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WTF..Twitter Down


Twitter Inc., the fast-growing microblogging service, was inaccessible Thursday morning, struck by a "denial-of-service" attack, the company said on its status blog.

"We are defending against a denial-of-service attack, and will update status again shortly," the company said in a post shortly before 11 a.m. EDT (1500 GMT) Thursday.

In an update to the blog post, Twitter said the site is back online, but that the company is "continuing to defend against and recover from this attack." The site will remain slow for users attempting to access it while Twitter attempts to recover.

"We're working to get back to 100% as quickly as we can," the company said

Not surprisingly, posts related to the cyber attack have soared to the top of Twitter's most popular topics queue now that the site is back online.

Social-networking giant Facebook Inc. also had network issues this morning, with some users reporting that certain features have been slow or not working.

Facebook said no user data was at risk and that the problems are now mostly resolved. The site is still monitoring the situation.

An attempt to use Facebook was met with some slow services, as well as several error messages.

Denial-of-service attacks are a common weapon employed by cyber criminals to disrupt the working of Web sites. Perpetrators enlist millions of computers to attempt to access a particular site. The site cannot handle the massive increase in traffic, and is rendered inaccessible.

While disruptive and hard to trace, this type of cyber attack is considered by experts to be a relatively unsophisticated technique. The attack itself doesn't attempt to infiltrate the internal operations of a company's computer infrastructure. It simply renders its Web site inactive.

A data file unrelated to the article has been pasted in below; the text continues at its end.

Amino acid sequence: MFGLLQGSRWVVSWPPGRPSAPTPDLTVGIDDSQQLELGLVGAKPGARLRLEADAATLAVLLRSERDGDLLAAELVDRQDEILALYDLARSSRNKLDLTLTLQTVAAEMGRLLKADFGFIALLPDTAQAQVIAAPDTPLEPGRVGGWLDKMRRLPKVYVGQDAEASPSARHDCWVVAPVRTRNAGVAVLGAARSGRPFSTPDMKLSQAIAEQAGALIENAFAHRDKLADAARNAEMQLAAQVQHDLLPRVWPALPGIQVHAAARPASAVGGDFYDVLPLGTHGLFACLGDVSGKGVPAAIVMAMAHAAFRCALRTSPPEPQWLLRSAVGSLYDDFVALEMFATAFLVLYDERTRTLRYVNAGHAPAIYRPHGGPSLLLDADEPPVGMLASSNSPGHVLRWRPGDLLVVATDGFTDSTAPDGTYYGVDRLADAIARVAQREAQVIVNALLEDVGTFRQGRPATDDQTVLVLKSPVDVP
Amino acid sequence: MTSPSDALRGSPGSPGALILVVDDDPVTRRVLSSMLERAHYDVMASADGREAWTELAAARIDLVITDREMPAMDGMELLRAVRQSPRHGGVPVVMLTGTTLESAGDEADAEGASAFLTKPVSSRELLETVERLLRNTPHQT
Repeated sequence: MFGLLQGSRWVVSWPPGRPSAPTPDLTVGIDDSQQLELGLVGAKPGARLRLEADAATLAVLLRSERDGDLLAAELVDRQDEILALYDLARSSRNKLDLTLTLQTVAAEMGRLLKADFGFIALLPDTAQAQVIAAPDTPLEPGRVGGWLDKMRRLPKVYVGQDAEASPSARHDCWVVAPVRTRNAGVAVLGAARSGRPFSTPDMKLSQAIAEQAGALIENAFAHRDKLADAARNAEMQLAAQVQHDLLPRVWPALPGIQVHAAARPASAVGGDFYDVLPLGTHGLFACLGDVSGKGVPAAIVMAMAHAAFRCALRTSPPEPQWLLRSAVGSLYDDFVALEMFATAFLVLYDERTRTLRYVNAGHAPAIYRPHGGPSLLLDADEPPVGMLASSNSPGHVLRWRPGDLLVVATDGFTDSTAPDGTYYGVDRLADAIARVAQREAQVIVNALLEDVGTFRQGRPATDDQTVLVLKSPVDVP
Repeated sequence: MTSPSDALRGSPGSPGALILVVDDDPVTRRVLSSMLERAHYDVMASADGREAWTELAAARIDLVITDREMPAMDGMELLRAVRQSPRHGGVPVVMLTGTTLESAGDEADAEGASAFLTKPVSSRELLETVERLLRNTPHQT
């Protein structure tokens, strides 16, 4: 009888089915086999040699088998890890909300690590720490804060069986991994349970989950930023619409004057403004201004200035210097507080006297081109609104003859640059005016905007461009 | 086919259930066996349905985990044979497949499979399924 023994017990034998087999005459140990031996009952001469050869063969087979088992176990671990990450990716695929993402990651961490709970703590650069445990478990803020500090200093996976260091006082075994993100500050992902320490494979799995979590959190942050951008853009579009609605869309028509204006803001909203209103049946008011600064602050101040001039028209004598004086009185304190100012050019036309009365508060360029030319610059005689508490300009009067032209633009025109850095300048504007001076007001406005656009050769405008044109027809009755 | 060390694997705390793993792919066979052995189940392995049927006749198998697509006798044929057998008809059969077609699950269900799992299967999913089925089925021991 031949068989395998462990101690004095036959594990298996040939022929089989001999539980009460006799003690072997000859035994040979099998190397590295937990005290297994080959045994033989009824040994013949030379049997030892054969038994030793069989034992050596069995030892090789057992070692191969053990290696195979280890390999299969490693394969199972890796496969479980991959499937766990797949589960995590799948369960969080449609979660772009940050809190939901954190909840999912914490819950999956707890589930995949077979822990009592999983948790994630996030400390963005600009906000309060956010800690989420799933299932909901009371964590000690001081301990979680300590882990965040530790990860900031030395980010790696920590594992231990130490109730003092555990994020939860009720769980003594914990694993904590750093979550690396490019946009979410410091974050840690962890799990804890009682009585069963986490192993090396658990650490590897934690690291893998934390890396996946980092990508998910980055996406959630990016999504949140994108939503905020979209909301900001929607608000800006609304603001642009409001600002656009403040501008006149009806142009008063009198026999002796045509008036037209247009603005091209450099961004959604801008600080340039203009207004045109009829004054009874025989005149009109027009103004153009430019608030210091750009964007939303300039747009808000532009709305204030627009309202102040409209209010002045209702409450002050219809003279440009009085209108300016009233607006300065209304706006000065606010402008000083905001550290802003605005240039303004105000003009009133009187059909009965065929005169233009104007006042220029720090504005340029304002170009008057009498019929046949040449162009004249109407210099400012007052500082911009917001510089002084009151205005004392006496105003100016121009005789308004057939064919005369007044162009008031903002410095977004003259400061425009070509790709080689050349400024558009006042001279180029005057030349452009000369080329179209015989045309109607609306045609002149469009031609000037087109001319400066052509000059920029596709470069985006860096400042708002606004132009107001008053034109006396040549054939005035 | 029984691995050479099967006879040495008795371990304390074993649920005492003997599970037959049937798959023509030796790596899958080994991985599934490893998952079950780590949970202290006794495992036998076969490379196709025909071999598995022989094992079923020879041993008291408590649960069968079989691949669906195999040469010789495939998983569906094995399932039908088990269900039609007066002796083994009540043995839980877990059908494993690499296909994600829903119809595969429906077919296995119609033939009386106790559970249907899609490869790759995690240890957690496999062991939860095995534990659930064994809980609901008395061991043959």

The attack on Twitter represents the latest in a string of denial-of-service attacks against several high-profile Web sites. In early July, a number of U.S. government Web sites, as well as the Web site of the New York Stock Exchange and several South Korean sites, were the target of similar actions.

Internet start-up Twitter's microblogging service has been gaining popularity among users around the globe, enabling members to communicate using short text messages up to 140 characters in length.

Still, Twitter and its founders, Evan Williams and Biz Stone, have struggled to keep pace with its explosion in popularity.

Twitter suffered several outages as the site grew in 2007 and into 2008, but has reduced such downtime over the past year. In 2007, Twitter's site was down for a total of 5 days and 23 hours, according to Pingdom, which monitors company Web sites. In 2008, that number was reduced to nearly 3 1/2 days, Pingdom said, and 84% of that downtime came during the first half of the year.

The vast majority of its employees are still focused on maintaining the service. Twitter now has more than 30 million users, up from less than 2 million a little over a year ago.

Twitter has no more information about the attack than what has been posted on its blog, which it will continue to update, the company said in an email.

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